Ready or not? Lung cancer diagnosis in 2015

Editorial

Ready or not? Lung cancer diagnosis in 2015


K. Jao, MD MSc*, C. Labbe, MD*, N.B. Leighl, MD MMSc*
*Division of Medical Oncology and Hematology, Princess Margaret Cancer Centre, University of Toronto, Toronto, ON..



doi: http://dx.doi.org/10.3747/co.22.2647

Lung cancer remains a significant health issue in Canada, with more than 26,000 new cases reported in 20141. The disease also unfortunately remains the cause of the greatest number of cancer-related deaths, at more than 20,000 annually. That toll is attributed in part to half of all patients presenting upfront with metastatic disease. Of those diagnosed, approximately 85% have non-small-cell lung cancer (nsclc). In that subgroup, approximately 40% have adenocarcinoma histology; 10%–15%, squamous cell carcinoma; and 5%–10%, neuroendocrine carcinoma; the rest are classified as not otherwise specified (nos)24. Recent developments in the therapy and understanding of the pathobiology of lung cancer have triggered a refinement of the histologic classifications to take into account the advent of novel targeted therapies and chemotherapy agents5. Most importantly, the new classifications have been based on a multidisciplinary collaborative effort that has included clinicians, pathologists, radiologists, and molecular biologists—underscoring the exciting revolution underway in the field of lung cancer management.

Although platinum doublets have been standard in the therapy of advanced nsclc across all histologies, more recent studies have demonstrated the importance of histology in determining optimal therapy6. Pemetrexed has demonstrated the differential effect of histology on treatment response, with survival benefit restricted to those with adenocarcinoma histology7,8. Conversely, regimens incorporating bevacizumab have been associated with significant toxicity in patients with squamous histology, leading to the development and use of that agent in nonsquamous nsclc9,10.

The discovery of molecular biomarkers such as EGFR gene mutations and ALK gene rearrangements have triggered the era of targeted therapy in lung cancer. Those molecular targets are both strongly associated with adenocarcinoma histology and are highly predictive of response to tyrosine kinase inhibitors, with better outcomes than are seen with conventional chemotherapy1113. The pivotal i-pass study, which compared gefitinib with conventional chemotherapy in never- or light-smoking Asian patients with metastatic adenocarcinoma, served to highlight the importance of ascertaining the molecular status of patients before initiating therapy11. Patients with activating mutations experience better response, better quality of life, and better progression-free (and likely even overall) survival with initial targeted therapy. By contrast, those with wild-type EGFR or ALK adenocarcinoma experience better outcomes with initial chemotherapy.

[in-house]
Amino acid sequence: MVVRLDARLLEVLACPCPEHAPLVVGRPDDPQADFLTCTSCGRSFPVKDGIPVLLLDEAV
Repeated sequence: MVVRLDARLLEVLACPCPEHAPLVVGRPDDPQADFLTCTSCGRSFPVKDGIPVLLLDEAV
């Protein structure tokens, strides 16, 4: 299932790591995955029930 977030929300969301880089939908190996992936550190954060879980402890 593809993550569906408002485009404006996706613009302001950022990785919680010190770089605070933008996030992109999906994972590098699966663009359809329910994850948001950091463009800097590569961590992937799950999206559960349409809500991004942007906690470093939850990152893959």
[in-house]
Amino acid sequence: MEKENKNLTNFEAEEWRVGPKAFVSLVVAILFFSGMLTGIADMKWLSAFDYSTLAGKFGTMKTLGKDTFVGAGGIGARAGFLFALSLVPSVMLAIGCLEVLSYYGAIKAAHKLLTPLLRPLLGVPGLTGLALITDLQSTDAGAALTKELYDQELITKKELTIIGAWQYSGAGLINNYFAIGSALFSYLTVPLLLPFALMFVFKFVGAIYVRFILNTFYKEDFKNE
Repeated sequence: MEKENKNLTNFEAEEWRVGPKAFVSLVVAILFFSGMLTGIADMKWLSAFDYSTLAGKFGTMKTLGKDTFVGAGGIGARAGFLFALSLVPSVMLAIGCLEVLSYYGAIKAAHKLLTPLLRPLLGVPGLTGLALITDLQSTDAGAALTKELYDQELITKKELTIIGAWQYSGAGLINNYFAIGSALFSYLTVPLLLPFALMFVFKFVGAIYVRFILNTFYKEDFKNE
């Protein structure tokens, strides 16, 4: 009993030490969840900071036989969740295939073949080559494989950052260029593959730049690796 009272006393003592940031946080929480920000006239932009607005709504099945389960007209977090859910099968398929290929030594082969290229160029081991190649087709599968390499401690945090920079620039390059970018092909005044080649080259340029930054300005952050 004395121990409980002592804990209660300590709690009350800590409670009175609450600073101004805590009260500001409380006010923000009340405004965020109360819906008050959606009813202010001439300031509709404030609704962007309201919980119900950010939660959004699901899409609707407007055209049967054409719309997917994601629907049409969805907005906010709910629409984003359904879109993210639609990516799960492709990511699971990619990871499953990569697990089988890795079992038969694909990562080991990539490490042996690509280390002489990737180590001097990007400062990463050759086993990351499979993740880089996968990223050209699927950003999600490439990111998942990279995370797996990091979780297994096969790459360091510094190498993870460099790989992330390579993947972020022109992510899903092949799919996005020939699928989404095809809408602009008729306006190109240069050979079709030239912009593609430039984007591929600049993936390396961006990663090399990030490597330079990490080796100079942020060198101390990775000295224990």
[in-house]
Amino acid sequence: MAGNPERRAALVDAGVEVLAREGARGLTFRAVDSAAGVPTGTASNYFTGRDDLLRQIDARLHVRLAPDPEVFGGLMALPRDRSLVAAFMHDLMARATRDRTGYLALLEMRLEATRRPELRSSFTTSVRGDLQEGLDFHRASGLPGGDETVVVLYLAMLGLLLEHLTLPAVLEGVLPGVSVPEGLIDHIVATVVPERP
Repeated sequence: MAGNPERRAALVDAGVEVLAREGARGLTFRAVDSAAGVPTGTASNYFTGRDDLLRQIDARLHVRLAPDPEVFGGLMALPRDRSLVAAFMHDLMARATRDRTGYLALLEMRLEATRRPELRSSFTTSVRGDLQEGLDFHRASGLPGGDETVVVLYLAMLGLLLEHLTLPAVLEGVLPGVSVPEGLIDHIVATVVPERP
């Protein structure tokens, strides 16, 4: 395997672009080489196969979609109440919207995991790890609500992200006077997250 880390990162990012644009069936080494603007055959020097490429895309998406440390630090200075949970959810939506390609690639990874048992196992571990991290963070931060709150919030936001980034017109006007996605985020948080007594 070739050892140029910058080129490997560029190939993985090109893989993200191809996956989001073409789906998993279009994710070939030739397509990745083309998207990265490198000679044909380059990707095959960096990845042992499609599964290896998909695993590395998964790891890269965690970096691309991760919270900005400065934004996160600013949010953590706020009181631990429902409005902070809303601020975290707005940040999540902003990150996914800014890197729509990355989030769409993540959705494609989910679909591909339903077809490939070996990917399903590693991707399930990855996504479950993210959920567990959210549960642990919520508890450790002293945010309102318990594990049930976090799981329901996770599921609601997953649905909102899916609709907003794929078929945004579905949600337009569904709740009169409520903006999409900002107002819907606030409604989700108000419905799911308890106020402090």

In light of the foregoing advances, the American Society of Clinical Oncology, the College of American Pathologists, the International Association for the Study of Lung Cancer, and the Association of Molecular Pathologists recommend routine testing for EGFR mutations and ALK rearrangements and accurate pathologic subtyping in all patients with advanced-stage adenocarcinoma, regardless of clinical characteristics, before first-line therapy14,15. Furthermore, current guidelines recommend turnaround times of 5–10 days maximum for the results, so that clinicians and patients have the information necessary to make optimal treatment decisions. Those recommendations underscore the importance of prompt and accurate histologic subtype and molecular diagnosis of nsclc, a clear mandate for our pathology colleagues. However, given that most patients (approximately 70%) present with unresectable disease, pathologists are faced with an increasing number of small diagnostic samples that occasionally limit a definitive diagnosis and more often limit successful molecular testing16.

In this issue of Current Oncology, VanderMeer et al.17 highlight some of the challenges facing clinicians given these recent advances in the field of lung cancer. In a retrospective study of lung cancer patients diagnosed in 2007 and 2008 at a single Canadian cancer centre, they report that only 77% of cases had a sufficient pathology diagnosis for histology-directed treatment. In particular, they highlighted that 18% of the patients had been diagnosed with nsclc nos. Those results might partly be a result of the historical nature of the cohort, diagnosed using the 2004 World Health Organization schema of lung tumours, which endorsed the classification of nondefinitive specimens as non-small-cell carcinoma18. The 2011 revision offers clear guidance on the importance of routine immunohistochemical (ihc) staining to further differentiate the pathologic subtypes5. The authors do not report the use of ihc in their cohort, although other Canadian academic centres were using it in approximately half the cases being managed at that time3,19.